Liver Disease in Cats

The cat's liver is its largest internal organ and is responsible for protein, fat, and carbohydrate metabolism; vitamin and mineral storage; digestion of food, manufacture of essential body compounds, and detoxification of wastes. Unlike any other organ, the liver is able to renew itself in certain situations. It's main role is to maintain equilibrium in the body. This includes cleaning the blood, removing toxin build-up, balance of acid and chemical levels in the body, production of blood clotting factors and hormones as well as playing a large role in digestion. With so many important responsibilities, understanding the signs and symptoms of liver disease is very important for every cat owner.

 Understanding Liver Disease in Cats

What is liver disease?

Liver disease occurs when the liver is damaged, resulting in loss of function and ability to maintain the equilibrium in the cat’s body. This can be acute (sudden onset) or chronic (slow and ongoing) and the cause can be one or more of a number of factors. Some of the causes of liver disease are as follows:

  • Hepatic Lipidosis: This is the most common type of liver disease in cats, often occurring as a secondary effect of another condition. When the cat's food intake is dramatically reduced, his(?) body may use stored fat as a source of energy. However, this sudden switch to stored rather than ingested fats can overwhelm the cat's liver and cause a fat build up within the liver.
  • Cancer : Tumors can damage the liver's functionality. While primary tumors are rarely found within the liver, cancer tumors located elsewhere in the body can impact the cat's liver function.
  • Cholangitis / Cholangiohepatitis: This is an inflammation or infection of the bile duct or biliary system caused by an external factor such as pancreatitis, inflammatory bowel disease, feline infectious peritonitis or bacterial infection. The change within the liver causes disruption to the normal function. Without determining the cause, it is impossible to treat.
  • Portosystemic shunt: These are shunts where blood from the body bypasses the liver and its detoxification process rather than being cleansed. This causes a rise in the toxin levels in the blood and can cause a number of symptoms in the cat. This is usually a congenital defect though in some cases, it is acquired.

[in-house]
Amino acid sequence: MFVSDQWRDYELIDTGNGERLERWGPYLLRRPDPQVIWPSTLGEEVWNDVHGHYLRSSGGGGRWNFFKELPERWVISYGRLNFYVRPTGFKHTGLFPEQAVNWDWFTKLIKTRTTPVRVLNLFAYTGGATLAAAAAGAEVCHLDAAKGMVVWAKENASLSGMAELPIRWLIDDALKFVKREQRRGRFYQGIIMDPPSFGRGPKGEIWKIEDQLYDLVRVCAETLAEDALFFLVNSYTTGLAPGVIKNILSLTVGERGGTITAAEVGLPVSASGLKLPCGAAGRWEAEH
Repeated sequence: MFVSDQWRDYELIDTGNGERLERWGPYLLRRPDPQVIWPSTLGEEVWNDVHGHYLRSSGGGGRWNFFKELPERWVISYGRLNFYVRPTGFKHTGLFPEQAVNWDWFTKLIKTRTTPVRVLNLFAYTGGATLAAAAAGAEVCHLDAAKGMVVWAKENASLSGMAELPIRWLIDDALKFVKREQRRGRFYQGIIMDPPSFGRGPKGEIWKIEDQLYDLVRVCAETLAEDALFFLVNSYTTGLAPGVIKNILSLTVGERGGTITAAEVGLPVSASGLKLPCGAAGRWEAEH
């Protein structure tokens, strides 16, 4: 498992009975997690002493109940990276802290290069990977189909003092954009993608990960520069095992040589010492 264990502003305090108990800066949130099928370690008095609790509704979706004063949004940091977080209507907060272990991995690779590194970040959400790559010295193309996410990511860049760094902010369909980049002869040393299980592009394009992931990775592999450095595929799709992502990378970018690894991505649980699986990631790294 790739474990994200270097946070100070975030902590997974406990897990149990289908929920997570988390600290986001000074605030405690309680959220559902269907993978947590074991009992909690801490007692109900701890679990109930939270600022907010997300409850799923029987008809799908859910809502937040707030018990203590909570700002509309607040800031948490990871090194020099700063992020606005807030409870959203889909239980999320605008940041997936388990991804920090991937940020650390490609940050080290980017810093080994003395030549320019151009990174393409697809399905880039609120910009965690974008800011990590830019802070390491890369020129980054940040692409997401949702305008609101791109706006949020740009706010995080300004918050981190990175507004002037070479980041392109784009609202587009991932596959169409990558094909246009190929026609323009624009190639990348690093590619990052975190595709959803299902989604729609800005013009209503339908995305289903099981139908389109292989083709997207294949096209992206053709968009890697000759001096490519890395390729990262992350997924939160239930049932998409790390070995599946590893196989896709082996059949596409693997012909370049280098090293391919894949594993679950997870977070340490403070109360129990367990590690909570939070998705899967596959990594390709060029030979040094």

Feline Liver Disease: Signs & Symptoms

Liver disease can have a significant impact on your cat's health. Some of the signs you may notice are:

  • Loss of appetite and weight loss: These are often some of the first signs of liver disease.
  • Jaundice : Probably the most common sign of liver disease, this is when the eyes, skin and mucous membranes become yellow due to the build up of bilirubin in the blood. (This is a yellow pigment produced when red blood cells are broken down.)
  • Ascites: This is the build-up of fluid in the peritoneal cavity. This means the cat's abdomen will appear swollen. It is caused by high blood pressure in the blood vessels of the liver.
  • Polyuria and polydipsia: Excessive urination and thirst.
  • Sickness and diarrhea
  • Lethargy and reluctance to interact
  • Seizures : These occur due to the build-up of toxins in the blood, or lack of brain chemicals which are produced by the liver.

How is Liver Disease Diagnosed?

If you suspect your cat is suffering from liver disease. it's critical that you contact your veterinarian as soon as possible. They will carry out tests to determine whether the liver is compromised. Tests can include:

  • Urinalysis
  • Full Blood Count
  • Biochemical Profile (raised liver enzymes ALT and AST indicate liver damage as does high levels of bilirubin and low levels of Blood Urea Nitrogen (BUN), albumin, glucose and cholesterol)
  • Imaging of the liver including ultrasound or X-ray to look for changes.
  • Liver Biopsy

Treatment of Liver disease

Treatment is dependent on the progression of the disease, the signs the cat is experiencing and the levels of toxins in the blood. Most diseases can be managed with supportive care and early intervention. Treatment options should be discussed with your veterinarian and can include:

  • Medication: Symptomatic relief utilizing medication such as anti-sickness drugs, blood pressure medication and vasodilators in conjunction with steroids to limit disease's progression.
  • Ensuring the cat is properly hydrated: Implementing IV fluid therapy when required to limit blood toxin build up.
  • A prescription diet such as Hills L/D Hepatic Health Feline or Royal Canin Hepatic Feline Veterinary Diet to help support the function of the liver
  • Regular check-ups and monitoring.


Liver disease is a common disease in cats. With early intervention, your cat can live happily for many years.

*Courtesy of Free Digital Pictures